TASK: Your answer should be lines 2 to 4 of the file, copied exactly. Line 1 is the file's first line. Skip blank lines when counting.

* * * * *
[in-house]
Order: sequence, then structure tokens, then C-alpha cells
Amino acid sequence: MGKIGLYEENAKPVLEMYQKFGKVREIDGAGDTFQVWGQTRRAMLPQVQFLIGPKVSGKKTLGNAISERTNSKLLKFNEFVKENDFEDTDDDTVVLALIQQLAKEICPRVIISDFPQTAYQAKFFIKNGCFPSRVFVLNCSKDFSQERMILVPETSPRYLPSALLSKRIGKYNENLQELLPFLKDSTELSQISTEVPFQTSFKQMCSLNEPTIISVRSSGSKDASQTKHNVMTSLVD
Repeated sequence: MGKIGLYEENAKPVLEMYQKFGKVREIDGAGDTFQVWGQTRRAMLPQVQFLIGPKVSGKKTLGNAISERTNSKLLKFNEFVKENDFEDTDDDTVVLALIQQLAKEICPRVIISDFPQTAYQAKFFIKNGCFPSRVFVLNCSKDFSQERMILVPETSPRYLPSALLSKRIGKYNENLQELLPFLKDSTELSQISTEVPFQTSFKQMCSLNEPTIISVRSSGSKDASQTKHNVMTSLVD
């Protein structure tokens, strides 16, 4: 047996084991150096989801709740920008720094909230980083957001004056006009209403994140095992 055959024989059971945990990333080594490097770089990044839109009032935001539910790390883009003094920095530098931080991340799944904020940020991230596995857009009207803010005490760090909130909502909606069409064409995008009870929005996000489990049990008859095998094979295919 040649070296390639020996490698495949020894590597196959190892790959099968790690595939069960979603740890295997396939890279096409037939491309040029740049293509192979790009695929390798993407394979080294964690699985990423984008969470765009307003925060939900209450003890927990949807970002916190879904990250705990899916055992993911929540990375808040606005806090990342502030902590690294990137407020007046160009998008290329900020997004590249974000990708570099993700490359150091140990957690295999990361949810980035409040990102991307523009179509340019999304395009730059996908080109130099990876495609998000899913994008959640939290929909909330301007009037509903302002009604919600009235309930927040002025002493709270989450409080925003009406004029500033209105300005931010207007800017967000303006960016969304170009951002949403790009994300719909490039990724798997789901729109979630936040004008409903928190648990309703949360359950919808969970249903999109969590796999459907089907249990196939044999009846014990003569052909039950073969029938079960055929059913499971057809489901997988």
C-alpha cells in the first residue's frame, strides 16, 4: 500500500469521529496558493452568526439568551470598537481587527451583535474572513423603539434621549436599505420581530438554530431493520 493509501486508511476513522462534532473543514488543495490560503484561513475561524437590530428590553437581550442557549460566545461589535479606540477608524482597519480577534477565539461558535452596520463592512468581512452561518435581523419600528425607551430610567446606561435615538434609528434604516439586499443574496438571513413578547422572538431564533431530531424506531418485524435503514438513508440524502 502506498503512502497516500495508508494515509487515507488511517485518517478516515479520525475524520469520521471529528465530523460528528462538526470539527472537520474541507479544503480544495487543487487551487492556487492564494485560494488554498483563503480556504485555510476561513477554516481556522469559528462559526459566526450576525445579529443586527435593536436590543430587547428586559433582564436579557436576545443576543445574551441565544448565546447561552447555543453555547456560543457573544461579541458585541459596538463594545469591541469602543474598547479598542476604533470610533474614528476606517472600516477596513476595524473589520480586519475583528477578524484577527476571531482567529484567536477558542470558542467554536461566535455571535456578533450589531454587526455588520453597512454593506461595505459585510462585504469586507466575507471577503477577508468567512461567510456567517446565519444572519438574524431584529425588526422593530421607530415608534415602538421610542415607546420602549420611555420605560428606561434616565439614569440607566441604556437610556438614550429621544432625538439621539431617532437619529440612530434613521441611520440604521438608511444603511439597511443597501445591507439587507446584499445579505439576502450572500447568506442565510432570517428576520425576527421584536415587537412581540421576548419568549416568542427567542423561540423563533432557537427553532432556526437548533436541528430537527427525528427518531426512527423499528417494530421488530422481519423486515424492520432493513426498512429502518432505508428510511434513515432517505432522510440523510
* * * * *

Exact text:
Order: sequence, then structure tokens, then C-alpha cells
Amino acid sequence: MGKIGLYEENAKPVLEMYQKFGKVREIDGAGDTFQVWGQTRRAMLPQVQFLIGPKVSGKKTLGNAISERTNSKLLKFNEFVKENDFEDTDDDTVVLALIQQLAKEICPRVIISDFPQTAYQAKFFIKNGCFPSRVFVLNCSKDFSQERMILVPETSPRYLPSALLSKRIGKYNENLQELLPFLKDSTELSQISTEVPFQTSFKQMCSLNEPTIISVRSSGSKDASQTKHNVMTSLVD
Repeated sequence: MGKIGLYEENAKPVLEMYQKFGKVREIDGAGDTFQVWGQTRRAMLPQVQFLIGPKVSGKKTLGNAISERTNSKLLKFNEFVKENDFEDTDDDTVVLALIQQLAKEICPRVIISDFPQTAYQAKFFIKNGCFPSRVFVLNCSKDFSQERMILVPETSPRYLPSALLSKRIGKYNENLQELLPFLKDSTELSQISTEVPFQTSFKQMCSLNEPTIISVRSSGSKDASQTKHNVMTSLVD